JLR challenges the dictionary definition of a car

21 August 2019

JLR challenges the dictionary definition of a car

21 August 2019

Jaguar Land Rover (JLR) is challenging the Oxford English Dictionary (OED) when it comes to the official definition of a ′car'.

The company's I-Pace all-electric performance SUV is the 2019 World Car of the Year and European Car of the Year. However, strictly speaking, the zero-emission vehicle is not defined as a car at all in the English language.

The OED, the principal historical dictionary of the English language, defines a ′car' in its online dictionary as ′a road vehicle powered by a motor (usually an internal combustion engine) designed to carry a driver and a small number of passengers, and usually having two front and two rear wheels, especially for private, commercial, or leisure use.'

Moreover, the current definition of a ′car' on Oxford Dictionaries.com – a collection of dictionary websites produced by the Oxford University Press (OUP), the publishing house of the University of Oxford – is: ′A road vehicle, typically with four wheels, powered by an internal combustion engine and able to carry a small number of people.'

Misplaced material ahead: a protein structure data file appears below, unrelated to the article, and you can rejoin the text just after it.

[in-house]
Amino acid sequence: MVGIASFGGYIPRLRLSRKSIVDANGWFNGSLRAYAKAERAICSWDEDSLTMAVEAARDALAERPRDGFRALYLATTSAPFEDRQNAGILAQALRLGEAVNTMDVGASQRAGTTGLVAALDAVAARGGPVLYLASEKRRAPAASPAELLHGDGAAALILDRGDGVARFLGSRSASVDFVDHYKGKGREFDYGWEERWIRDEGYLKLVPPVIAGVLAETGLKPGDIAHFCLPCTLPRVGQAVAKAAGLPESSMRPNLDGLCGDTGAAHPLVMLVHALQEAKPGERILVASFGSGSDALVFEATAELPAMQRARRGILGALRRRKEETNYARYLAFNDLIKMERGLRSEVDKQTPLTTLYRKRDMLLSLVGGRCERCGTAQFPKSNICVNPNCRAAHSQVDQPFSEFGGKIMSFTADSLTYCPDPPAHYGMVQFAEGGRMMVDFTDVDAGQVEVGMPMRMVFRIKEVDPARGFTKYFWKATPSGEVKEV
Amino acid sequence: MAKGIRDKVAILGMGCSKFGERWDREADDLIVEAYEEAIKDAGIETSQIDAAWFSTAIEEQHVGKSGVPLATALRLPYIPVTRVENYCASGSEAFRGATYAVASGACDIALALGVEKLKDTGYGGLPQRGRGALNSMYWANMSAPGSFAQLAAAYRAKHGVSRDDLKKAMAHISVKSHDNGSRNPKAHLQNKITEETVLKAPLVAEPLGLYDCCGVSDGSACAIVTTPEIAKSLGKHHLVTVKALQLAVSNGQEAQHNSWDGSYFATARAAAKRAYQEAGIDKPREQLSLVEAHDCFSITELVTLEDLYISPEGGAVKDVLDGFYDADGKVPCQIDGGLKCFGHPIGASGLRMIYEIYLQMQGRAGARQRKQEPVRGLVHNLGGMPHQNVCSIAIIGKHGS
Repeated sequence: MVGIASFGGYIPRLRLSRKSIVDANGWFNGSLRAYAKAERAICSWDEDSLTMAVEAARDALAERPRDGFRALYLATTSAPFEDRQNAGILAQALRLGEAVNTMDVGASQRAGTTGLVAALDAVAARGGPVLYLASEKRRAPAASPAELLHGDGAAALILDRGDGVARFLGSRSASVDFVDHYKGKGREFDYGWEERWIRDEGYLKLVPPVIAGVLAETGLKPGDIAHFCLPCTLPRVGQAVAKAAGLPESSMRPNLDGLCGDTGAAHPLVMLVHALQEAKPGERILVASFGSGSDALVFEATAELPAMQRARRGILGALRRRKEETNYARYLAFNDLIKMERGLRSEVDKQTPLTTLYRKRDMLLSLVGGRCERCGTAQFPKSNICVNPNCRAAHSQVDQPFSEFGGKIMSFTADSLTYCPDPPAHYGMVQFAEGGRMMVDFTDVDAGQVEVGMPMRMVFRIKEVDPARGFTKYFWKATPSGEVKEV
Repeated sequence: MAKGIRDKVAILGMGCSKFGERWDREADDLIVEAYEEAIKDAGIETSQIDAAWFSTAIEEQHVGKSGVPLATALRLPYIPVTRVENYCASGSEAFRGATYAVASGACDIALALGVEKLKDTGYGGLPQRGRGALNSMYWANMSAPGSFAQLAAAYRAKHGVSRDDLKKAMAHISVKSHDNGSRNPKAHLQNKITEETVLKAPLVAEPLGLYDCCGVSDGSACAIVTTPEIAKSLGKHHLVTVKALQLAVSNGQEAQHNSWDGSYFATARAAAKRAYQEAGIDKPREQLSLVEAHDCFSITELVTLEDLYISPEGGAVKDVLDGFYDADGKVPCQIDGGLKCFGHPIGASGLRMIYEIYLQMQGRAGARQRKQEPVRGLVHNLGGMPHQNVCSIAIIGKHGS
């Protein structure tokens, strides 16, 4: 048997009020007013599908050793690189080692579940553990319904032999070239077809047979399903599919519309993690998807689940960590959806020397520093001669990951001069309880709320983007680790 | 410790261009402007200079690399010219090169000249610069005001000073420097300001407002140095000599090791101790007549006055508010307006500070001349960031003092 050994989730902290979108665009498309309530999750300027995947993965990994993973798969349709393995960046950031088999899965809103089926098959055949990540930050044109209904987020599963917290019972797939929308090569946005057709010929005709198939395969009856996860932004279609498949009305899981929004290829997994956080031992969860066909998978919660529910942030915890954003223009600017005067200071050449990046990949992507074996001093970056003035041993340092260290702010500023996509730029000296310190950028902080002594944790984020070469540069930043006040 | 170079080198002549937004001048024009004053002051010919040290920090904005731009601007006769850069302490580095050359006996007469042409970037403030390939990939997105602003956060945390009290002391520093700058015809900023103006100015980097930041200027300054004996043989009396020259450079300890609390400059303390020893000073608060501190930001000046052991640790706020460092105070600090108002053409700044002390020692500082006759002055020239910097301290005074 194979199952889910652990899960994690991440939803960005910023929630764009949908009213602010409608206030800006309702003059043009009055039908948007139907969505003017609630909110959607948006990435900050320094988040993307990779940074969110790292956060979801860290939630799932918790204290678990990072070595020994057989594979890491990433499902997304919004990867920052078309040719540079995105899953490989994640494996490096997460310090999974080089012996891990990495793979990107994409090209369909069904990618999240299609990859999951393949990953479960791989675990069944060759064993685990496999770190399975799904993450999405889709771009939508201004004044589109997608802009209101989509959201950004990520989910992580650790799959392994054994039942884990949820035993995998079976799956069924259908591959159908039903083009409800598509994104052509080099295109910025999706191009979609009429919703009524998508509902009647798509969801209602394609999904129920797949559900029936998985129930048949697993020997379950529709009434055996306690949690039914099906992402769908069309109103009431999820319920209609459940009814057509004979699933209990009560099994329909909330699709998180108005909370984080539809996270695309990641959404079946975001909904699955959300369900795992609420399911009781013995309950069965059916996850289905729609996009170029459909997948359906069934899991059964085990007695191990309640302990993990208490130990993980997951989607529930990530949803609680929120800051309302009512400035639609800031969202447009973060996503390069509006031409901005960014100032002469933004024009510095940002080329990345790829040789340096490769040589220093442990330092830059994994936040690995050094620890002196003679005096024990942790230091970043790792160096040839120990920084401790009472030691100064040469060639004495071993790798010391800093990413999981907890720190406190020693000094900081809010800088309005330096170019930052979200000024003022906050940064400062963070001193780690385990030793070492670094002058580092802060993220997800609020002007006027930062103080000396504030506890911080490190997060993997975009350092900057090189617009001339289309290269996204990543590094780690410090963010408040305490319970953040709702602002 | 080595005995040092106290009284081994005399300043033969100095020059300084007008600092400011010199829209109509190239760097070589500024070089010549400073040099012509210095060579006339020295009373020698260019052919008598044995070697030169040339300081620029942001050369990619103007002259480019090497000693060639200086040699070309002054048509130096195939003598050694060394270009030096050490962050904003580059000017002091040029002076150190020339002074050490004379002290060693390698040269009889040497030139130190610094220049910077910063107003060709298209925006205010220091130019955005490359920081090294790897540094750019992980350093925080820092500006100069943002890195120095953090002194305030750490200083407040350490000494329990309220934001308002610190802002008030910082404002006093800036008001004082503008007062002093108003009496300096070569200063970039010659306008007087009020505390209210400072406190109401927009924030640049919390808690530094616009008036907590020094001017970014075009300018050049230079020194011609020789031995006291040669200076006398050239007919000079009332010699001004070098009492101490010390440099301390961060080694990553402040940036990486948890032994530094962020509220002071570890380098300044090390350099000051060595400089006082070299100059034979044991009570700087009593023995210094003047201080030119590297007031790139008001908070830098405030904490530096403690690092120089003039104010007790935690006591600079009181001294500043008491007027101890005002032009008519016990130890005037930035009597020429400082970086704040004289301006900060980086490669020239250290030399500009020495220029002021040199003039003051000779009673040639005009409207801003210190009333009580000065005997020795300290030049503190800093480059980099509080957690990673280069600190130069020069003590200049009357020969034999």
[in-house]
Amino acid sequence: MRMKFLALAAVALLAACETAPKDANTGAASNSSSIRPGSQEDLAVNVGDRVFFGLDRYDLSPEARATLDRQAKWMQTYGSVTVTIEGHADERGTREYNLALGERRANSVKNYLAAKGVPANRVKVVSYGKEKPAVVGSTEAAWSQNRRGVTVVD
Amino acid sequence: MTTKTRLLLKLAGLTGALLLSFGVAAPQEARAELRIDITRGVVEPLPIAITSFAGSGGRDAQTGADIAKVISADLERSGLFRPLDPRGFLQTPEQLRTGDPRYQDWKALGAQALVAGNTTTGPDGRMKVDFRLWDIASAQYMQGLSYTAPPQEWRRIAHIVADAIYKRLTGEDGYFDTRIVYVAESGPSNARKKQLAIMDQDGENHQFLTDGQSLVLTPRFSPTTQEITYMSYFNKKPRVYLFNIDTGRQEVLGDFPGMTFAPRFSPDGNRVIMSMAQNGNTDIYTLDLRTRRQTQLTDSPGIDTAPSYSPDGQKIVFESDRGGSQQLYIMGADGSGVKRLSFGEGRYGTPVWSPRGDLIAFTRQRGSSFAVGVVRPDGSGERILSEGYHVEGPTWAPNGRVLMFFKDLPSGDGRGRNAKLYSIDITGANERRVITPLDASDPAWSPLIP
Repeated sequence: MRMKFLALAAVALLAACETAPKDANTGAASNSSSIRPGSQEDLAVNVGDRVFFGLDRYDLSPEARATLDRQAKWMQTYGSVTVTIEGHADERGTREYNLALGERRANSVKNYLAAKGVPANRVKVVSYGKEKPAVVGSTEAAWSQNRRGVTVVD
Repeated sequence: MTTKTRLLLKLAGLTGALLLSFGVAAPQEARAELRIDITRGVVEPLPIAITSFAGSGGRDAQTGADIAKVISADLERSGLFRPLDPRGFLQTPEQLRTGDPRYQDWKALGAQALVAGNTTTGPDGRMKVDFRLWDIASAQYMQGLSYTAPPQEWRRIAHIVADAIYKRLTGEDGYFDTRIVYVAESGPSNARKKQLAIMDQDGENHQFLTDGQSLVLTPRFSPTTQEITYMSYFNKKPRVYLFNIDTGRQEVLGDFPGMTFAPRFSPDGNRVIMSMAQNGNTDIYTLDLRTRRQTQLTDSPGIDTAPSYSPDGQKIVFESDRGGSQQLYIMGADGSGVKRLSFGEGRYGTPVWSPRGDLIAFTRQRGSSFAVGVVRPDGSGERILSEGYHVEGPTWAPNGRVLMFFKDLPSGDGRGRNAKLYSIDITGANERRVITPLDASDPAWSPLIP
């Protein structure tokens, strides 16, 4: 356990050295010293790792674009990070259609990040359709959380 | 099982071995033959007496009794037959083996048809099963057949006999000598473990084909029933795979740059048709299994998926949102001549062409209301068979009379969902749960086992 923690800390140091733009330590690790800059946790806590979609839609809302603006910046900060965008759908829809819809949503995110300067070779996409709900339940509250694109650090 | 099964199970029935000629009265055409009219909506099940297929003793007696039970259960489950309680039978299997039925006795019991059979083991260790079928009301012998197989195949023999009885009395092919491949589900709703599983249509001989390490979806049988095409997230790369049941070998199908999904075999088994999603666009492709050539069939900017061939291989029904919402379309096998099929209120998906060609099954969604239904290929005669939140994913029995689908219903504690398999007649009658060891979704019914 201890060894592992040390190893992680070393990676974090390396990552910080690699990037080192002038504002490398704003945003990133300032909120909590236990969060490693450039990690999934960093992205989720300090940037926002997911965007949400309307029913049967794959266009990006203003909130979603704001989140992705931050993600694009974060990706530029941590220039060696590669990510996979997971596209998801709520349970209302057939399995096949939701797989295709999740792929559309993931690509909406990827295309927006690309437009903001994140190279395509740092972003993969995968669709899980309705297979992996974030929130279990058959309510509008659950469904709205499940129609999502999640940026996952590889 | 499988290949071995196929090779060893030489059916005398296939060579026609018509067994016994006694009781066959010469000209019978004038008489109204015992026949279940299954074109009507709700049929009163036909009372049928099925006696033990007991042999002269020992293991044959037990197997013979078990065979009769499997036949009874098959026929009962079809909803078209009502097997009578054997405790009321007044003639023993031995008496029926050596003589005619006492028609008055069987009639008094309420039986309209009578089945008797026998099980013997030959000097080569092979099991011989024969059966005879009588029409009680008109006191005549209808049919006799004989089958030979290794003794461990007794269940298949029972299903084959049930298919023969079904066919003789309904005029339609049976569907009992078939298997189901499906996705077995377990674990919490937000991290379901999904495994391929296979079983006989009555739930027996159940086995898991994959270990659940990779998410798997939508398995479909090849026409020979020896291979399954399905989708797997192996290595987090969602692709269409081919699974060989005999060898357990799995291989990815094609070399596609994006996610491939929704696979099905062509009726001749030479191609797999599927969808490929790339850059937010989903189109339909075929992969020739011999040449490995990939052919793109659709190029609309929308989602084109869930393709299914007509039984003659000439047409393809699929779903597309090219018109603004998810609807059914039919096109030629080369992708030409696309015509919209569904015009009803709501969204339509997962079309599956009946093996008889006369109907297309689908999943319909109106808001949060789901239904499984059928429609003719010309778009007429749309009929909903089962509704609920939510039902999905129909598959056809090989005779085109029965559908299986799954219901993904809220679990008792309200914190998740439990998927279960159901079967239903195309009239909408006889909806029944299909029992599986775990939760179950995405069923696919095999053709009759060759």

Changing times

To remedy the situation, Jaguar has submitted a formal application to the OED and OxfordDictionaries.com to have the definitions updated to include additional powertrains, including electric vehicles (EV). While this may be a promotional campaign for the I-PACE, it does raise a good point over the definition of a car and the need to update the language beyond simple realisation.

′A lot of time and thought is put into the name of any new vehicle or technology to ensure it is consumer-friendly, so it is surprising to see that the definition of the car is a little outdated,' says David Brown, head of JLR's naming committee. ′We are therefore inviting the Oxford English Dictionary and the Oxford Dictionaries to update its online classification to reflect the shift from traditional internal combustion engines towards more sustainable powertrains.'

Join the campaign

The Oxford English Dictionary is widely regarded as the accepted authority on the English language. It is an unsurpassed guide to the meaning, history, and pronunciation of 600,000 words – past and present – from across the English-speaking world.

Jaguar unveiled the I-Pace, its first all-electric vehicle, last year to deliver sustainable sports car performance, next-generation artificial intelligence technology and five-seat SUV practicality.

While both the Oxford English Dictionary and Oxford Dictionaries review the application, Jaguar is encouraging people to get behind the campaign by asking how the word ′car' should be defined. Contact Jaguar on TwitterFacebook and Instagram using #RedefineTheCar.